We harvested our first zucchini yesterday!

They came out of nowhere – as zucchini are wont to do. Wednesday, we had nothing but flowers. Friday, there were 2 huge zukes – with many more coming.

Being the gluttons for punishment that we are, we planted not one, but TWO zucchini plants.

As with our 2 eggplants from our Pennsylvania days, we shall be getting very creative.

Our first zucchini went into Zucchini Bread, because – cake. A simple, very basic recipe from the New York Times that never fails to please.



Zucchini Bread

adapted from NY Times recipes

  • 1/4 cup / 57 grams unsalted butter, plus more for greasing the pan
  • 1 3/4 cups / 225 grams all-purpose flour
  • 1 teaspoon cinnamon
  • 1 teaspoon kosher salt
  • heaping 1/2 teaspoon baking powder
  • heaping 1/2 teaspoon baking soda
  • 1/4  teaspoon nutmeg
  • 2 large eggs
  • 3/8 cup/ 83 grams brown sugar
  • 3/8 cup / 76 grams sugar
  • 3/8 cup / 90 milliliters neutral oil
  • 3/4 pound zucchini, unpeeled and grated on a box grater

Heat oven to 350°F. Lightly grease an 8-x4-inch loaf pan with softened butter and line with parchment paper.

Melt butter in a small pot over medium heat. Cook, swirling occasionally, until the butter starts to brown and smell like hazelnuts, 5 to 7 minutes. Use a whisk to scrape up any browned bits on the bottom of the pot; set aside.

Whisk together flour, cinnamon, salt, baking powder, baking soda and nutmeg in a large bowl.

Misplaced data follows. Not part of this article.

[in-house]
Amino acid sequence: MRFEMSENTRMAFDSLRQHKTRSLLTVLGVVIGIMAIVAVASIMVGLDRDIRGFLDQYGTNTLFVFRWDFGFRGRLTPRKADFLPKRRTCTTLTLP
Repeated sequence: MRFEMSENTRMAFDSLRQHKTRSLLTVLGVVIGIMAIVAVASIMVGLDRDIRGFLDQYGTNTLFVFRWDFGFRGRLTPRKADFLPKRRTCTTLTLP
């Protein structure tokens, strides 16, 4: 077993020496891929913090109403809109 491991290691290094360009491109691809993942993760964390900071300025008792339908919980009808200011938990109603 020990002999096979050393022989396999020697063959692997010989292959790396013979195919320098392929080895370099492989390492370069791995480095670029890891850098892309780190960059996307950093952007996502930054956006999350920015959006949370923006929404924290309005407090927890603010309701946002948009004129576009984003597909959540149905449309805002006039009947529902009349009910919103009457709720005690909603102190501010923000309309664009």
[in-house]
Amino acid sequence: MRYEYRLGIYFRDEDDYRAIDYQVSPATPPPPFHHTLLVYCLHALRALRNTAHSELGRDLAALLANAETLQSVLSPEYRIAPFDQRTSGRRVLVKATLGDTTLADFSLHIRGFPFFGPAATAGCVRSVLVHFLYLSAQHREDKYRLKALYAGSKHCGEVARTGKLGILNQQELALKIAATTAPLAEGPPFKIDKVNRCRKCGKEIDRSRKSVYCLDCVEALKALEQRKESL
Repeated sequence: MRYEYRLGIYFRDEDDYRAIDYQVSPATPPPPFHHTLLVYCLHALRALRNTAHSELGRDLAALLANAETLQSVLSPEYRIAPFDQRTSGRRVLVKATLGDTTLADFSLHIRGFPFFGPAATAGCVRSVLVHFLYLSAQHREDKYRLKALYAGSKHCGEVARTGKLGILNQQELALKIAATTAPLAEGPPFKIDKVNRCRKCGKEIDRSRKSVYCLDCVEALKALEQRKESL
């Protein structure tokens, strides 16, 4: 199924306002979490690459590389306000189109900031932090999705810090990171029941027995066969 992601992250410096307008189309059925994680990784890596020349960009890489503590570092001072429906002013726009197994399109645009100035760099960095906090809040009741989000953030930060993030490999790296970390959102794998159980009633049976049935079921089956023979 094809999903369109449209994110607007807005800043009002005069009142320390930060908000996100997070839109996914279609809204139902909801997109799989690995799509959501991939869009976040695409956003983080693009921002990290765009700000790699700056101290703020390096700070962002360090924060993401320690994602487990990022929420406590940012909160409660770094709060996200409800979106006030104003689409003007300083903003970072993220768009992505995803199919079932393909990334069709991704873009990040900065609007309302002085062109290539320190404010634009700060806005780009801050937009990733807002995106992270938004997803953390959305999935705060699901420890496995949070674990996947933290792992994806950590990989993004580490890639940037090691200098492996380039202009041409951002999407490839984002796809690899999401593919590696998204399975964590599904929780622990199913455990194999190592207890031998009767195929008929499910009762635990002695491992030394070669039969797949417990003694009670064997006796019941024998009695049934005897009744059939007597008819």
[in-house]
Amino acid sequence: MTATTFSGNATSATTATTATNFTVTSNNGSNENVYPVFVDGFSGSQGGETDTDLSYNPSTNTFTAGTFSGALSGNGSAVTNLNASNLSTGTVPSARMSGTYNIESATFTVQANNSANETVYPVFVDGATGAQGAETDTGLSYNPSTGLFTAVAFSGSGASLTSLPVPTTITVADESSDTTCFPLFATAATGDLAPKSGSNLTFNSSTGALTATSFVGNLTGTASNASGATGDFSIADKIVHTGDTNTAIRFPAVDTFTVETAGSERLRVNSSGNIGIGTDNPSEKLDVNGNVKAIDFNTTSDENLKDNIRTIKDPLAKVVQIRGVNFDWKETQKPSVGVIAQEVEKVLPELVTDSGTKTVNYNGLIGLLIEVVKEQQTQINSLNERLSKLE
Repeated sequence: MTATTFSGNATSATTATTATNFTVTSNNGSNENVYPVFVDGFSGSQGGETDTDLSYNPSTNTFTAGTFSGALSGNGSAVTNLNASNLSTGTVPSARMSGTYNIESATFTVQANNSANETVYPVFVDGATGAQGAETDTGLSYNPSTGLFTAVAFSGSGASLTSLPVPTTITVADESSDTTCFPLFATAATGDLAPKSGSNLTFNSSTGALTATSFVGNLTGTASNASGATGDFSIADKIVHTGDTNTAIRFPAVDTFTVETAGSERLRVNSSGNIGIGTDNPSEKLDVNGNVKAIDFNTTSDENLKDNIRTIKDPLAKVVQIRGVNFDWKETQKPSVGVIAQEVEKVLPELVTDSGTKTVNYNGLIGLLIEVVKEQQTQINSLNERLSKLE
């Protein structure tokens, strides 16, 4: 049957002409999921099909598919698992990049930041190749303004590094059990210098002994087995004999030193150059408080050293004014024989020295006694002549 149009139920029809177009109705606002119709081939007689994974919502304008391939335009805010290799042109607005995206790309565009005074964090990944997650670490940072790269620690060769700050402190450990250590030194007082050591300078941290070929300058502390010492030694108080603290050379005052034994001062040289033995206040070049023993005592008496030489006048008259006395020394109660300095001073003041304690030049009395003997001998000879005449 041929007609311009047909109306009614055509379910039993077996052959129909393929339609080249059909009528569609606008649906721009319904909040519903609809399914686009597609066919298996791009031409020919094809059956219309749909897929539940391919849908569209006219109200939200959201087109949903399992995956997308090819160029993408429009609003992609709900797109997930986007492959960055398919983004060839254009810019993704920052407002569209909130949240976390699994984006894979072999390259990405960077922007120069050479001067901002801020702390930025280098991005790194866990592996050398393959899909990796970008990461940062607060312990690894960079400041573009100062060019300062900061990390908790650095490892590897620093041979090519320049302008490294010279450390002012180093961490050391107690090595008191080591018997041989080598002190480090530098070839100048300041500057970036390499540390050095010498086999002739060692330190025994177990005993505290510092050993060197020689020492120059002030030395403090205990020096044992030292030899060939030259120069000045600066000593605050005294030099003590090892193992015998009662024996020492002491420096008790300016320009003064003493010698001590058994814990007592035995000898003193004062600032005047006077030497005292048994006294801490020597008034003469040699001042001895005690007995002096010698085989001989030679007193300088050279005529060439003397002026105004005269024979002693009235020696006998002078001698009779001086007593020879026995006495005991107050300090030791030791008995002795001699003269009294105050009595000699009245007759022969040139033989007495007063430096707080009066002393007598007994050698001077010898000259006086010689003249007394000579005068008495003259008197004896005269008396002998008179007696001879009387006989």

Whisk together eggs, light brown sugar, sugar and canola oil in a medium bowl until no lumps remain and eggs are well blended.

Using your hands, squeeze out as much water as possible from the zucchini. Add zucchini and browned butter to the egg mixture, whisking to blend.

Make a well in the center of the dry ingredients and add the wet ingredients. Use a spatula to slowly incorporate until no dry spots remain.

Divide batter among prepared pans, smoothing the top. Sprinkle both with demerara sugar, if using, and place in oven. Bake, rotating once, until bread is golden brown on top, pulls away from the sides and springs back lightly when pressed at the top, 50 to 60 minutes.

Let cool completely on a wire rack before removing from the loaf pan.

I didn’t brown the butter because I didn’t feel like it. I’ve done it in the past but I don’t think it makes that big of a difference.

Personal taste. Your results may vary.

The other zucchini became our dinner side.


It’s a really quick sauté we did as a standard vegetable dish when I worked at the Hyatt Lake Tahoe back in the ’70s and have been making ever since.

Zucchini and Tomatoes

  • Zucchini
  • Tomatoes
  • Onion
  • Garlic
  • Basil
  • Olive Oil
  • S&P

Chop zucchini and tomatoes into chunks. Slice onions into either strips or 1-inch pieces. Mince garlic, and chiffonade basil.

Heat olive oil in skillet over medium-high heat. Add onion and sauté briefly. Add zucchini and cook until it just begins to soften. Add minced garlic and tomatoes.

Continue cooking until tomatoes begin to break down and zucchini is al dente.

Stir in basil and salt & pepper, to taste.

It really is one of the easiest – and tastiest – ways to cook a zuke!

We have plenty of recipes for zucchini, eggplant, and tomatoes. The tomatoes are veeeeeery slowly starting to come in and the eggplant is growing, but mocking us in their lack of flowers.

We shall be getting zucchini-creative very soon!